Kashima Antlers head into the new J. League campaign at something of a crossroads after a disappointing sixth-place finish last season, but incoming manager Jorginho sees no need to start a revolution.
Antlers won three successive championships from 2007 to 2009 under previous manager Oswaldo Oliveira, but when damage to Kashima Stadium in the March 11 earthquake forced the team into temporary exile early last season, it was clear 2011 was not going to be another vintage year.
A brief flirtation with relegation followed until results picked up over the summer, and although Antlers lifted the Nabisco Cup before the season was out, Oliveira’s end-of-year departure felt like a full stop on a great side that had grown old together.
Not so, insists Jorginho. The 1994 World Cup-winning Brazilian has returned to the club where he played from 1995 to 1998 after cutting his managerial teeth as an assistant to Dunga with his country’s national team, and the 47-year-old is adamant that Kashima stalwarts like midfielder Mitsuo Ogasawara still have plenty to offer.
“With every club there comes a time where you have to change your players, but you don’t have to do it all at once,” Jorginho said ahead of Kashima’s season-opening visit to Vegalta Sendai on Saturday. “You have to do it naturally.
“Ogasawara is 32 years old, but I don’t think that makes him old. I think he can play until 36 or more — it all depends on him. The process will go on naturally and we don’t have to think too much about changing it.”
Jorginho’s words will no doubt win him friends in the dressing room, but then there can hardly be a corner of Kashima that does not revere him already. The Brazilian was one of the J. League’s most successful foreign imports — winning the championship twice and picking up the player-of-the-year award in 1996 — and his bond with the fans remains unbroken.
“It is a great pleasure to come back, especially because I am the first former player to become the manager here,” he said. “It feels great to be back and very exciting to meet the supporters. Now the expectations are on us to get results and win titles.”
Jorginho will have to make do without two of last season’s most reliable performers, however, with striker Yuzo Tashiro and midfielder Takuya Nozawa both departing for Vissel Kobe. Veteran striker Juninho heads a relatively inexperienced crop of newcomers, but the manager is confident he can find a solution.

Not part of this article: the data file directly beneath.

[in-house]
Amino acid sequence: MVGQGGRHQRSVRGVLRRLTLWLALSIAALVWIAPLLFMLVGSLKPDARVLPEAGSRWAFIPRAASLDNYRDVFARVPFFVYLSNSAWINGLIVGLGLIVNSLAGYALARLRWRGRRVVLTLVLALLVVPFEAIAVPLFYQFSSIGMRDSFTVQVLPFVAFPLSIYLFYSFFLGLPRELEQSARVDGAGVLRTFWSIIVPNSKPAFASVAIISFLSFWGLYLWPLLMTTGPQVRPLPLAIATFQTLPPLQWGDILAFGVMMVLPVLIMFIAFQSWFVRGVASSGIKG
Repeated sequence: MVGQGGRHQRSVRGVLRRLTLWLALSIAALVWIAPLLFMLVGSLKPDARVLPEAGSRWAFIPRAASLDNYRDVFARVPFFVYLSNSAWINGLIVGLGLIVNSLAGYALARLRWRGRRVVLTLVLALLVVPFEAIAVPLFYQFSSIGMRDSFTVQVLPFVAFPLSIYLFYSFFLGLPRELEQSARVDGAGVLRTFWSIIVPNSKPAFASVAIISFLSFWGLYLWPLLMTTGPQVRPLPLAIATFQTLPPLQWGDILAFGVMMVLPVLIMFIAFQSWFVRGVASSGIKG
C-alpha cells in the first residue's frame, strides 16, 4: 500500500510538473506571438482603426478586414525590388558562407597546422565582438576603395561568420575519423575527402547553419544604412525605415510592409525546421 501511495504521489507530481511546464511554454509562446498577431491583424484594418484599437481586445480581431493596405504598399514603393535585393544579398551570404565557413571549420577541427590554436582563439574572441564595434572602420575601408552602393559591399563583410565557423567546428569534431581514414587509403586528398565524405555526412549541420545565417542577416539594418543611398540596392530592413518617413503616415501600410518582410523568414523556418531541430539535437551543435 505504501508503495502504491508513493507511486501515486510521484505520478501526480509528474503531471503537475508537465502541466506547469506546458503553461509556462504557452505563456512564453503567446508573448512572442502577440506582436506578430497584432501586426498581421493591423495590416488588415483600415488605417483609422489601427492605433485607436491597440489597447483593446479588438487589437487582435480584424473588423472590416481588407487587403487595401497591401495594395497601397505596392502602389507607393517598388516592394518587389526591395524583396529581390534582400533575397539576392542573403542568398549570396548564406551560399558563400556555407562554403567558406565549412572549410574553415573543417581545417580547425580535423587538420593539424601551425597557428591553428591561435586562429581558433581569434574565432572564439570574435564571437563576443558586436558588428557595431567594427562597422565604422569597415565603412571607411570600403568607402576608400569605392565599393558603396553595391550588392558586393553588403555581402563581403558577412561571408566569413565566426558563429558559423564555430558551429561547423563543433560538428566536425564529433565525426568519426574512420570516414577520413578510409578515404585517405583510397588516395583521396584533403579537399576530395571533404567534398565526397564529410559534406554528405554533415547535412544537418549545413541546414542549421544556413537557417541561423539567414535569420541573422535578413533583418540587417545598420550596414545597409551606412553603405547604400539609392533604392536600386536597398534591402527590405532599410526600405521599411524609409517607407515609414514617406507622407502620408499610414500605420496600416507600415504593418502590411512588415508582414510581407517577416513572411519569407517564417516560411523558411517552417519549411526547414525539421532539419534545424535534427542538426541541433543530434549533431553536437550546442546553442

“We have a small squad but we have a lot of quality in the group,” he said. “If we all pull together, we can have a good season. We know that we lost two big players in Nozawa and Tashiro, but now we have to try to find the players to replace them.
“We also have Juninho coming in from Frontale, (Hideya) Okamoto from Avispa, (Ryuta) Sasaki coming back from Bellmare and some youth players coming through with a lot of quality. So we have to see how the team has changed and how we can get results this season.”
But Jorginho’s transition from player to manager is not the only thing that has changed since he was last around the J. League. The former right back or midfielder lined up alongside Leonardo and played against the likes of Dragan Stojkovic, Dunga and Salvatore Schillaci in his time, but the days of such glamor signings are long in the past.
“There is a big difference,” he said. “First of all, the foreigners who were playing at that time were playing for their national teams and they were big stars. They made the difference in the game — between the Japanese and the foreign players and also between the teams.
“Now there are some national team players but not many. This helps the Japanese players to develop tactically, technically and also physically. Now you can see a lot of Japanese players playing overseas, and the J. League has grown up and developed too.”